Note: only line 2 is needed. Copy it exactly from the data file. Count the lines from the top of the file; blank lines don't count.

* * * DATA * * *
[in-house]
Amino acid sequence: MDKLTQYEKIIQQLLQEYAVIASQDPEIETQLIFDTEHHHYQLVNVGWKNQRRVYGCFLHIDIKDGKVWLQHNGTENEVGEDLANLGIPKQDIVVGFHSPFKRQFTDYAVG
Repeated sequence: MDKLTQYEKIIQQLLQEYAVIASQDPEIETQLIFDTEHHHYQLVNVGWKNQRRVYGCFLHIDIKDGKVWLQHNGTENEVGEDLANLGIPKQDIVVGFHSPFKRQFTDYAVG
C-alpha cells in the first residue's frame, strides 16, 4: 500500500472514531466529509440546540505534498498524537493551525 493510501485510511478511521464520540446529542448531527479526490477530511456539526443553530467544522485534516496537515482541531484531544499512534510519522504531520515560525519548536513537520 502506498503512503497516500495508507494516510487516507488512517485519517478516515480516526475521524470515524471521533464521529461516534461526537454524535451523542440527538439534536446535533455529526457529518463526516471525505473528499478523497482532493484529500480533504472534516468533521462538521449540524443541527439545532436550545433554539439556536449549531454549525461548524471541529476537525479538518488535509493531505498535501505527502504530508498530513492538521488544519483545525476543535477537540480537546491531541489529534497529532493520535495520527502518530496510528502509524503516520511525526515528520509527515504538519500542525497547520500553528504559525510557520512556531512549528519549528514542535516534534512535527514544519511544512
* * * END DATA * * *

Amino acid sequence: MDKLTQYEKIIQQLLQEYAVIASQDPEIETQLIFDTEHHHYQLVNVGWKNQRRVYGCFLHIDIKDGKVWLQHNGTENEVGEDLANLGIPKQDIVVGFHSPFKRQFTDYAVG